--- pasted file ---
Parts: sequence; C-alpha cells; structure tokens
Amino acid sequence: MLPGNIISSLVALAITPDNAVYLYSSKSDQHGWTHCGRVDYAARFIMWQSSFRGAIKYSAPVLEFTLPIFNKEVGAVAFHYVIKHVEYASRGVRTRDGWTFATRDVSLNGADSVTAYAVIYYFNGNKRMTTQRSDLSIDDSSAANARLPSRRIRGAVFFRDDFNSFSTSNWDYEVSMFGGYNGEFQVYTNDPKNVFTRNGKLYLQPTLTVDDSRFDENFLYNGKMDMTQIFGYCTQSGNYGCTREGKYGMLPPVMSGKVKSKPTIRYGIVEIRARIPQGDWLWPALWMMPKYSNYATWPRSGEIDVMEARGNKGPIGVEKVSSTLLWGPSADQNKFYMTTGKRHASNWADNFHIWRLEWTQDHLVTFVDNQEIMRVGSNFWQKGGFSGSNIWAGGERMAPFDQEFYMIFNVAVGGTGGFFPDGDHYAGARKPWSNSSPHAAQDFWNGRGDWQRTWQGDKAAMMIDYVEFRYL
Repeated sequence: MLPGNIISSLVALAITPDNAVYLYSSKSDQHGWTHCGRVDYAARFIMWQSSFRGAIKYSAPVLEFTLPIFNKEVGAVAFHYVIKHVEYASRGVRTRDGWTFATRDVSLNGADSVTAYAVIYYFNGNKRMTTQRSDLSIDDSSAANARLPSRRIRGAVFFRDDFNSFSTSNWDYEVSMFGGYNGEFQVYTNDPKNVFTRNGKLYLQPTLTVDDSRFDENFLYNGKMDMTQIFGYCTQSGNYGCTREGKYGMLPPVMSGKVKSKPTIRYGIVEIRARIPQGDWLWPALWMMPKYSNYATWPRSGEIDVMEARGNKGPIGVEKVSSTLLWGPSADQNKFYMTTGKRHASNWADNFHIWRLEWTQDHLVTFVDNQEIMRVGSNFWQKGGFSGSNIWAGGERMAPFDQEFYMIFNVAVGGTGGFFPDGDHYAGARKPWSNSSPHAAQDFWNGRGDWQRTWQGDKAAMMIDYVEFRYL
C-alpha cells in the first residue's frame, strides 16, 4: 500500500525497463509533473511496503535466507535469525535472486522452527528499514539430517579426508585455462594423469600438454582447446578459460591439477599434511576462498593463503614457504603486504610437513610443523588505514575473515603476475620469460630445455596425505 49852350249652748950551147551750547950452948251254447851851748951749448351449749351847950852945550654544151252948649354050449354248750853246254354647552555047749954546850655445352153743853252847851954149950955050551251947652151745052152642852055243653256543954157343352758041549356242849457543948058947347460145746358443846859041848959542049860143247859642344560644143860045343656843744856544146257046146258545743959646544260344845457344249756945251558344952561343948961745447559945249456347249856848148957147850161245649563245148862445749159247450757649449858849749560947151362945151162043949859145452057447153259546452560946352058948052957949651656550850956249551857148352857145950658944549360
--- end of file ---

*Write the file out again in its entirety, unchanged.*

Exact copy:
Parts: sequence; C-alpha cells; structure tokens
Amino acid sequence: MLPGNIISSLVALAITPDNAVYLYSSKSDQHGWTHCGRVDYAARFIMWQSSFRGAIKYSAPVLEFTLPIFNKEVGAVAFHYVIKHVEYASRGVRTRDGWTFATRDVSLNGADSVTAYAVIYYFNGNKRMTTQRSDLSIDDSSAANARLPSRRIRGAVFFRDDFNSFSTSNWDYEVSMFGGYNGEFQVYTNDPKNVFTRNGKLYLQPTLTVDDSRFDENFLYNGKMDMTQIFGYCTQSGNYGCTREGKYGMLPPVMSGKVKSKPTIRYGIVEIRARIPQGDWLWPALWMMPKYSNYATWPRSGEIDVMEARGNKGPIGVEKVSSTLLWGPSADQNKFYMTTGKRHASNWADNFHIWRLEWTQDHLVTFVDNQEIMRVGSNFWQKGGFSGSNIWAGGERMAPFDQEFYMIFNVAVGGTGGFFPDGDHYAGARKPWSNSSPHAAQDFWNGRGDWQRTWQGDKAAMMIDYVEFRYL
Repeated sequence: MLPGNIISSLVALAITPDNAVYLYSSKSDQHGWTHCGRVDYAARFIMWQSSFRGAIKYSAPVLEFTLPIFNKEVGAVAFHYVIKHVEYASRGVRTRDGWTFATRDVSLNGADSVTAYAVIYYFNGNKRMTTQRSDLSIDDSSAANARLPSRRIRGAVFFRDDFNSFSTSNWDYEVSMFGGYNGEFQVYTNDPKNVFTRNGKLYLQPTLTVDDSRFDENFLYNGKMDMTQIFGYCTQSGNYGCTREGKYGMLPPVMSGKVKSKPTIRYGIVEIRARIPQGDWLWPALWMMPKYSNYATWPRSGEIDVMEARGNKGPIGVEKVSSTLLWGPSADQNKFYMTTGKRHASNWADNFHIWRLEWTQDHLVTFVDNQEIMRVGSNFWQKGGFSGSNIWAGGERMAPFDQEFYMIFNVAVGGTGGFFPDGDHYAGARKPWSNSSPHAAQDFWNGRGDWQRTWQGDKAAMMIDYVEFRYL
C-alpha cells in the first residue's frame, strides 16, 4: 500500500525497463509533473511496503535466507535469525535472486522452527528499514539430517579426508585455462594423469600438454582447446578459460591439477599434511576462498593463503614457504603486504610437513610443523588505514575473515603476475620469460630445455596425505 49852350249652748950551147551750547950452948251254447851851748951749448351449749351847950852945550654544151252948649354050449354248750853246254354647552555047749954546850655445352153743853252847851954149950955050551251947652151745052152642852055243653256543954157343352758041549356242849457543948058947347460145746358443846859041848959542049860143247859642344560644143860045343656843744856544146257046146258545743959646544260344845457344249756945251558344952561343948961745447559945249456347249856848148957147850161245649563245148862445749159247450757649449858849749560947151362945151162043949859145452057447153259546452560946352058948052957949651656550850956249551857148352857145950658944549360